The debate over next year's practising certificate fee is reaching a crescendo ahead of Thursday's AGM.

Published comment in support of David Flint's motion for a budget based on a PC fee of £400 has basically fallen into two categories – a general allegation that the Society is inefficiently run, and a general desire to hit out at the Society for perceived past failings (the "What has it done for me?" approach).

Both are easy things to say, but what is the record? OK, I may be close to the Society (though not of it), but I have at least seen the recent Council debates on the annual budget and the fees to be asked of members.

The Society knows only too well that (a) it is heavily dependent on membership fees for the bulk of its income, and (b) despite the practising certificate being compulsory to practise as a solicitor, for a sizeable proportion of members that label is not in fact essential to the work they do, and it would be possible for them to opt out. So any suggestion that the Society has not scrutinised its spending very carefully is well wide of the mark. (Particularly so with last year's abortive office relocation, the whole point of which was to avoid having to spend money on maintaining their present unsuitable premises, until the project was sunk at a late stage by the property market collapse.)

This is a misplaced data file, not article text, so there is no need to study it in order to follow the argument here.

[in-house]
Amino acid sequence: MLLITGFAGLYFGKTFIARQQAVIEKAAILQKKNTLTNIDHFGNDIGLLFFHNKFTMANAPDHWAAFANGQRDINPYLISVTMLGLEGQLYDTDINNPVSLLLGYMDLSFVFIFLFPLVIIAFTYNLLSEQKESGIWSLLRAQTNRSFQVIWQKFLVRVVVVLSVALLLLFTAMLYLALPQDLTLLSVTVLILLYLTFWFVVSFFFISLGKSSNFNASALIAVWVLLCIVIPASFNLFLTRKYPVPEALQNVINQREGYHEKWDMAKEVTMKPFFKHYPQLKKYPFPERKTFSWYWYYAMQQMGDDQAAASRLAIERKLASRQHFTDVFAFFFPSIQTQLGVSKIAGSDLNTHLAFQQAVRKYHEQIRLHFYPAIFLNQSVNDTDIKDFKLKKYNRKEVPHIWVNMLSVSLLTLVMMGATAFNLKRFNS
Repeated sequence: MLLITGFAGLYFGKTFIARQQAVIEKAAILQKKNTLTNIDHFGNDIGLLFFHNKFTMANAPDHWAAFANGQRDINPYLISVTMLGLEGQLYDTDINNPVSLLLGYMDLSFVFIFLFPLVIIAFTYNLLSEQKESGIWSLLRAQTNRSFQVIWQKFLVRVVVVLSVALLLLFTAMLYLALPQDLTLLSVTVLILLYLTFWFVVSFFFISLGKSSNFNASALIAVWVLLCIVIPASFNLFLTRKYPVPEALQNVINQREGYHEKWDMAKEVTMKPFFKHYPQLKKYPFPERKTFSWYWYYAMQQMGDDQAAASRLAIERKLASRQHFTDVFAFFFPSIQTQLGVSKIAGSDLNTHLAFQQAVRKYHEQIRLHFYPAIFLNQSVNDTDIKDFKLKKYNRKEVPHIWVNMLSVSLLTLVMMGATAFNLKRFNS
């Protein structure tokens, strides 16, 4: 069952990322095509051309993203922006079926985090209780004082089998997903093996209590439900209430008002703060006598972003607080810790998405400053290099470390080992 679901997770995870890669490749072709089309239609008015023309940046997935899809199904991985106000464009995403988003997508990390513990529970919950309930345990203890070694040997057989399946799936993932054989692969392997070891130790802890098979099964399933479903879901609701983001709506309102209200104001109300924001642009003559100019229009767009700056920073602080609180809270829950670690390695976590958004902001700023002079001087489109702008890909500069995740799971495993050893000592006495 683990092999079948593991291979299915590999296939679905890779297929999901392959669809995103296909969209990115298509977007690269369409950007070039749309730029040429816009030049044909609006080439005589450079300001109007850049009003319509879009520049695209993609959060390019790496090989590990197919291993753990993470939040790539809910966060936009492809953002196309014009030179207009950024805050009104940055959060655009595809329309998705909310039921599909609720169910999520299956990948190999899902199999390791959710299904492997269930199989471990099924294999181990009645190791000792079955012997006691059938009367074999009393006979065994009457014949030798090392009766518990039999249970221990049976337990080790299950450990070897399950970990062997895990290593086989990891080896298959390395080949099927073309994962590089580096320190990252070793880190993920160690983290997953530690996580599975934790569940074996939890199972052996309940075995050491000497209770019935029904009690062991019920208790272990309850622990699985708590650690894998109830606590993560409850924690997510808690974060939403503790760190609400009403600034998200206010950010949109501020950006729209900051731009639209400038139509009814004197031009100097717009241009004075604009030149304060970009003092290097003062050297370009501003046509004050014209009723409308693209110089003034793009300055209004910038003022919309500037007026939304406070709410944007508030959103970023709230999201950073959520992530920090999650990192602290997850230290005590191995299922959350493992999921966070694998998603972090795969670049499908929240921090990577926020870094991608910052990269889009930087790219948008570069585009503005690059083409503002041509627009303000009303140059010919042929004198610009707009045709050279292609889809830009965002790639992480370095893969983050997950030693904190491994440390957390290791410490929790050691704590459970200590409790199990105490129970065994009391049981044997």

As for the grievance factor, it seems naive to say the least to argue that because the current situation regarding, say, legal aid fees or home reports is not what the profession as represented by the Society has argued for, therefore the Society has not been doing its job. If that followed, then every solicitor who lost a court case would be open to the same allegation. A £400-based budget would most likely oblige the Society to look first at performing its specific regulatory duties rather than promoting members' interests on a wider front – are we not in danger of entering a vicious circle there?

As for the actual amount of the cut – roughly equivalent to next year's Complaints Commission levy – consider that the Commission's budget for 2009-10 is a shade under £3 million for doing only part of the work undertaken by the Society's Client Relations Office in 2008-09, yet the CRO's costs according to the draft accounts, combining employment costs and other expenses, amounted to £1,766,000. Others have reportedly described the £400 figure as "arbitrary" and it is hard to disagree.

Money talks, but solicitors should vote with the head rather than the heart on Thursday.